AMBER WAVES OF GRAIN
I am weirdly patriotic. As cynical as I often feel about our country–about its sanctity of capitalism, its perverse bureaucracies–I have a ready-made soft spot for the pageantry of this land.
In the years following September 11th, I teared up singing the third verse of “America”: Thine alabaster cities gleam, undimmed by human tears….
When I traveled to Washington for work, I was drawn to the avenues crowded with granite-faced monuments, testaments of our people’s hard-fought efforts.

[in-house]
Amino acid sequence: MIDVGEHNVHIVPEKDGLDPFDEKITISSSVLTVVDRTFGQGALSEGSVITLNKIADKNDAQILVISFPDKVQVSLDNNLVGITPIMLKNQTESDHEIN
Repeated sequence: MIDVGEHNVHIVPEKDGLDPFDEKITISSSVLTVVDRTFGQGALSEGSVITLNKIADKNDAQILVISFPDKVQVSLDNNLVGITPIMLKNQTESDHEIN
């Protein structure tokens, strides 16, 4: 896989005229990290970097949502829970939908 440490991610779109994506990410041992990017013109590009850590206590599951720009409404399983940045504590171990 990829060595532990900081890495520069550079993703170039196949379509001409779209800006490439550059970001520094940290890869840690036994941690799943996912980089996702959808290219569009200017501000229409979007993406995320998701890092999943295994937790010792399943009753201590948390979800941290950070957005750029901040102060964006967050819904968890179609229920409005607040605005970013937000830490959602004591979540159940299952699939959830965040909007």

I choke up anytime a military officer tenderly hands a spouse the flag that moments ago draped a casket. It doesn’t matter whose.
There is something comforting about our systems, the simple drawings of our order: the conformity of interstate highway markings, the plain hues of printed money. Even the modern aesthetic of National Park signs moves me, the efforts to carefully note the blessed continental cathedrals wrought by time and, depending on your point of view, the Creator.